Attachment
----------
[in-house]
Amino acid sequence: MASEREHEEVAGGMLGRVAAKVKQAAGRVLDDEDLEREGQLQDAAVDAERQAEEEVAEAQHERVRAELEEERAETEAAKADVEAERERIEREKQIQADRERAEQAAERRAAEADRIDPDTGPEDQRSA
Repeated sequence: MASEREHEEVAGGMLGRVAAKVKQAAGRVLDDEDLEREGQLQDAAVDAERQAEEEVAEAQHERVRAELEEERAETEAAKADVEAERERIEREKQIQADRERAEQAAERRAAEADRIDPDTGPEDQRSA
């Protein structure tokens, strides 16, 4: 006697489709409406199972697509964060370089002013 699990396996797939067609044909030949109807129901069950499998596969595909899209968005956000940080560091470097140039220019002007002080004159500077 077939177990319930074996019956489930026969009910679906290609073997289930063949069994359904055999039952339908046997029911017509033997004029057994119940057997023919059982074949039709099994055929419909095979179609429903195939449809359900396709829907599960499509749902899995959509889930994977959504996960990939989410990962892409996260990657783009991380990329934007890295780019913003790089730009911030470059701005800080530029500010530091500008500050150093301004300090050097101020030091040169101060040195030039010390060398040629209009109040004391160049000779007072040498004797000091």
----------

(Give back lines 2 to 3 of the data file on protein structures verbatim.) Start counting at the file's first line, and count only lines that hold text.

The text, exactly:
Amino acid sequence: MASEREHEEVAGGMLGRVAAKVKQAAGRVLDDEDLEREGQLQDAAVDAERQAEEEVAEAQHERVRAELEEERAETEAAKADVEAERERIEREKQIQADRERAEQAAERRAAEADRIDPDTGPEDQRSA
Repeated sequence: MASEREHEEVAGGMLGRVAAKVKQAAGRVLDDEDLEREGQLQDAAVDAERQAEEEVAEAQHERVRAELEEERAETEAAKADVEAERERIEREKQIQADRERAEQAAERRAAEADRIDPDTGPEDQRSA